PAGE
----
Replacing your guitar strings often can be a way to revive your love for the guitar. New strings bring a brightness and freshness to your music. Having new strings on my guitar is as refreshing as sliding into a bed with freshly washed sheets. While you may not have noticed that the sheets (or strings) were getting "dull" as soon as you replace them with fresh ones you instantly feel the difference.
For those of you who already know how to replace classical guitar strings on a basic level, here are some advanced string replacement tips.
Remove All the Strings
As you get more skilled at replacing guitar strings you can pull them all off at one time so that you can clean the guitar very well. There are a couple of precautions you want to take so that you don't damage your guitar when doing this.
The guitar was designed to have the pressure of 6 strings pulling on it at all times. Taking the strings off at one time will not damage the guitar if you leave them off for only the time it takes to clean the guitar and replace the strings. What you don't want to do is leave the strings off for an extended period of time.
Loosen all the strings a little bit to get started. If you pull off, or just loosen the first 3 strings and leave the guitar to sit then you risk putting a twisting pressure on the neck that it was not designed to have. It is best to loosen them all a bit at a time until you can start taking them completely off.
Clean Your Guitar
Once you get all the strings loosened and pulled off you can start cleaning the guitar. First wipe down the guitar with a clean soft cloth (a cotton sock or tee shirt works well) to remove any dust. Usually you will build up dust just behind the nut and in front of the bridge. These are two places that are hard to clean when the strings are on the guitar.
There are various opinions as to whether you should polish your guitar, or use some specialty guitar cleaner. I personally have never used any kind of guitar polish or cleaner. I only wipe down the guitar after playing it and do a thorough cleaning with a dry (or slightly moist) cloth when I change the strings. If you decide to use some special polish, such as Martin guitar polish, you want to avoid anything that will penetrate the wood or add moisture to the guitar. An aged guitar will sound better because there is less and less moisture in the instrument over time. If you use a cleaner, polish, oil or wax that prevents the guitar from drying, or worse, that adds moisture to the instrument, then you are preventing your guitar from going through its natural aging process.
Ultimately you will have to make your own decision on this, but I recommend you do a lot of studying before you potentially damage your expensive instrument. A soft, dry cloth is very safe. If necessary you can use a slightly damp cloth to help remove any spots.
Replacing the Guitar Strings
Just as you removed the strings as a group you will want to put the new ones on as a group. Don't put one on and tune to perfection before putting the next one on. Put them all on loosely and begin tuning them up as a group.
I like to tie my strings like in the picture to the right. After passing the string through the bridge holes loop them once around the top of the string and then tuck them under themselves at the base of the tie block and then under the string next to it. This looks very classy and it locks the guitar strings in at three different points.
Eliminate String Stretch
While all strings will stretch the first few days there are some things you can do to lessen how much they stretch. One thing you want to avoid though is manually stretching the guitar strings by pulling them with your hands. This "pre-stetching" can cause the strings to stretch unevenly. It is best to stretch them using the normal method of just tuning the guitar.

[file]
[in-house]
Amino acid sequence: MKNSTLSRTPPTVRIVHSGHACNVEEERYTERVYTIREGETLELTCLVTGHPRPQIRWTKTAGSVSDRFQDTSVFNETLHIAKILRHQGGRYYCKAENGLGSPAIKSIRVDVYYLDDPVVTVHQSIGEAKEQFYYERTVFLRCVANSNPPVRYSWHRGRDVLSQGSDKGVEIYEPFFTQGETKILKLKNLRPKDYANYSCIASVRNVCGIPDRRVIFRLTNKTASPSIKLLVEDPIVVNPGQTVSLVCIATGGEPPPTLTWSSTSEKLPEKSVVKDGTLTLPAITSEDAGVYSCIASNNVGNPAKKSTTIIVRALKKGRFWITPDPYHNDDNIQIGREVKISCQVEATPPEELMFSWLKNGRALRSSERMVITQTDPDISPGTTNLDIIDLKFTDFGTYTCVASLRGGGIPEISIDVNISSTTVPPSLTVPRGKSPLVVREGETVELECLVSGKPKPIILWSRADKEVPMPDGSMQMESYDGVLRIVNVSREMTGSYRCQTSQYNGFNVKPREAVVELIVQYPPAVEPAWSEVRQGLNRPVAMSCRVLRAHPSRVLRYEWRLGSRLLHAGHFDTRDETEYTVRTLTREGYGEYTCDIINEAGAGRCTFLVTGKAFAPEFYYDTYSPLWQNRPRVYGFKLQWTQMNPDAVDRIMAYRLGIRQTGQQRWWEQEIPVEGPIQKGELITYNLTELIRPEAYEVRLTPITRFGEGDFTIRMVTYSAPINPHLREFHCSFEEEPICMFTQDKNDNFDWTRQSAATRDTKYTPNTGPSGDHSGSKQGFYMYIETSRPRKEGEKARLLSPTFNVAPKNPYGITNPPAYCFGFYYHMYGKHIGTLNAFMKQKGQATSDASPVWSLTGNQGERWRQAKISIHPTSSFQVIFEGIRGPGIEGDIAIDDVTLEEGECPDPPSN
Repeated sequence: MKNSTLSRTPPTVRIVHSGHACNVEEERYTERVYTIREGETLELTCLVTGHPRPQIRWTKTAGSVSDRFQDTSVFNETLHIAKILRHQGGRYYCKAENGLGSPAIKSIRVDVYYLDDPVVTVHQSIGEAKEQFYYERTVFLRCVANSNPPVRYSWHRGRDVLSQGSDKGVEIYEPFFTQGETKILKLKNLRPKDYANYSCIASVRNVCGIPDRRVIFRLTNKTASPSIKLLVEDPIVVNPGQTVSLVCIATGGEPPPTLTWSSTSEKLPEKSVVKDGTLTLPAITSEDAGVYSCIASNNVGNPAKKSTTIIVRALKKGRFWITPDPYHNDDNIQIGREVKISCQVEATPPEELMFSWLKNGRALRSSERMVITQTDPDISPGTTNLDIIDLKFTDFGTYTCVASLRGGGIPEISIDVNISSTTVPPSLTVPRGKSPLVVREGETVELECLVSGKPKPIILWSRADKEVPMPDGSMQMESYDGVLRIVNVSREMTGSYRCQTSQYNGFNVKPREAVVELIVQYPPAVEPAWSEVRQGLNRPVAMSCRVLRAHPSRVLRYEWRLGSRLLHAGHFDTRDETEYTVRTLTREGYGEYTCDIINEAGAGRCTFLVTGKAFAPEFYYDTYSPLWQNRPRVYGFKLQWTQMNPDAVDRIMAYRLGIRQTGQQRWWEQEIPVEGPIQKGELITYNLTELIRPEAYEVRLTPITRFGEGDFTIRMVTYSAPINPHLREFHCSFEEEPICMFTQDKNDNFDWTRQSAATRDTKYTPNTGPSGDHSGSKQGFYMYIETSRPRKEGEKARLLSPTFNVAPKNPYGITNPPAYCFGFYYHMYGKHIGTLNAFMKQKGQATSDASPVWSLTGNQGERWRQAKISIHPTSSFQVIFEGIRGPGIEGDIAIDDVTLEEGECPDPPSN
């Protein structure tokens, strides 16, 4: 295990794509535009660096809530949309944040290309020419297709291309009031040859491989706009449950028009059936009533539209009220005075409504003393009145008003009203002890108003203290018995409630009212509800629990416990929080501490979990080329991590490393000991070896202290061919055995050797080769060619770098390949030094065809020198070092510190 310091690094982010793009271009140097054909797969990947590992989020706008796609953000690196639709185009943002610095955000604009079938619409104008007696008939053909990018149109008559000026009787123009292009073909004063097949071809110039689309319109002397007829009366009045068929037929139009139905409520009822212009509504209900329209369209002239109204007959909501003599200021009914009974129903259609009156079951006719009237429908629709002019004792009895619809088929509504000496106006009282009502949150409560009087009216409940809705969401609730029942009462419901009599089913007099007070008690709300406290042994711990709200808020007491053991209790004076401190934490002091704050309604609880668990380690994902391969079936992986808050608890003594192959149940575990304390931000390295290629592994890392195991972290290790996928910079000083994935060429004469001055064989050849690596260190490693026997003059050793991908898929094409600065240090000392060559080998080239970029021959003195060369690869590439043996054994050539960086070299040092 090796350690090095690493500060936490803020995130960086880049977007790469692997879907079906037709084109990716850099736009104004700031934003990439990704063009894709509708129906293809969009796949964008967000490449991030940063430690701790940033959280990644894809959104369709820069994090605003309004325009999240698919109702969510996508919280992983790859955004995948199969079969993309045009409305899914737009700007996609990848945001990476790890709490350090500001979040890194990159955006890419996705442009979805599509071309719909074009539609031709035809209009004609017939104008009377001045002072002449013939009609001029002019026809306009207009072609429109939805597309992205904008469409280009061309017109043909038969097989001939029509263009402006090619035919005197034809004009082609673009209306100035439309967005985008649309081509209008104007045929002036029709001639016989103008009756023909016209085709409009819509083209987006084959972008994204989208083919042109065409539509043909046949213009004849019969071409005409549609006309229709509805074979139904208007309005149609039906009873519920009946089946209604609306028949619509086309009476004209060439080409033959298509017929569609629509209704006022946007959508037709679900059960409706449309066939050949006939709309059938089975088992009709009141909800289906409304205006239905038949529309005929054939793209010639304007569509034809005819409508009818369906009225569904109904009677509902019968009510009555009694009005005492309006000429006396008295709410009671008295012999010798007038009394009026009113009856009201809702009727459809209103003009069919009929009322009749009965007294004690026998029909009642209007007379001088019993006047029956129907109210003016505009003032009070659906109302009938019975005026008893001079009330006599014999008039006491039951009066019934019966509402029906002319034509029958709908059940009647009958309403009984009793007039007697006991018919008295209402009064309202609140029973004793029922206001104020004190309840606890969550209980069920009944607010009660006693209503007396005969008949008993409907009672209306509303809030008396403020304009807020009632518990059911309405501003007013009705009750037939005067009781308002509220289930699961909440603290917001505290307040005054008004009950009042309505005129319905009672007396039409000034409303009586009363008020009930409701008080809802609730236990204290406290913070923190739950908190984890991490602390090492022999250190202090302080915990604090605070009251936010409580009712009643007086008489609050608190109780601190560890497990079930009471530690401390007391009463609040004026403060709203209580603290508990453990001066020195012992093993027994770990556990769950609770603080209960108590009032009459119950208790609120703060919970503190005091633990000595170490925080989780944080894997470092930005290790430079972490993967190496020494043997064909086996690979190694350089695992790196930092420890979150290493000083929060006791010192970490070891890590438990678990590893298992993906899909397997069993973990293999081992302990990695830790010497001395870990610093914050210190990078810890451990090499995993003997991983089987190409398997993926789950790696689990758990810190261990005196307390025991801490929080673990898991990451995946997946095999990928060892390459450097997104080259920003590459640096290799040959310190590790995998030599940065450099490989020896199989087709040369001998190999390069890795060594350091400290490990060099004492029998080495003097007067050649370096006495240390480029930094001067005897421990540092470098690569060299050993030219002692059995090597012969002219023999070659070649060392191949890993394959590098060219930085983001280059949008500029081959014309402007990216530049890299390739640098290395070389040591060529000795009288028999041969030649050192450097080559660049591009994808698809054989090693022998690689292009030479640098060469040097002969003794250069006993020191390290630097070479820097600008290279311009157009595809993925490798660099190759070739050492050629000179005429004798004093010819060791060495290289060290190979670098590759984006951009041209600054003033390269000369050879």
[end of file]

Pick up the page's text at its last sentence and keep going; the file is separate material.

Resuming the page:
Make sure the new guitar strings do not slip. They can slip at the bridge and at the tuning pegs. By tying them well at both ends you can eliminate slippage. While this is technically not a stretching problem, it will effect your guitar in the same way as if the strings were stretching. You do no want your strings to slip off the bridge or the tuning pegs. This could be dangerous for you and your instrument.
Another way to lessen the effects of the strings stretching is to make sure you don't have any excess string at the tuning pegs. If your string has to wind on top of itself to fit in the slot alloted for it it can continue to stretch as it compresses of the rest of the string underneath it. Pull the string tight up to the tuning pegs when you start winding the strings. I usually run the string through the peg hole twice (if it will fit) then loop the excess string under a couple of turns of the string as it tunes. Beyond that you don't want to have the guitar string sitting on top of other string as that can cause the string to slip or take longer to stretch to its tuned state.
Cut the excess string with a pair of nail clippers and you are ready to start tuning.
Tune and Enjoy
You will find that you have to tune your instrument often the first several minutes or hours. After that your strings will start to settle down and not stretch much more.
Make sure you wipe down your new guitar strings, fretboard and body after playing. The oils in your skin will speed the breakdown and cause dulling of your new strings. Keep them as clean as you can and they will serve you longer.
How often you have to change your guitar strings will be up to you. Some people go a few days, but most probably make theirs last many weeks or months. Some of the length of life you can get out of strings has to do with the quality of the strings and how often you play. But mostly it depends on how picky you are to have that bright fresh sound on your strings. Just like sliding into a bed with freshly washed sheets.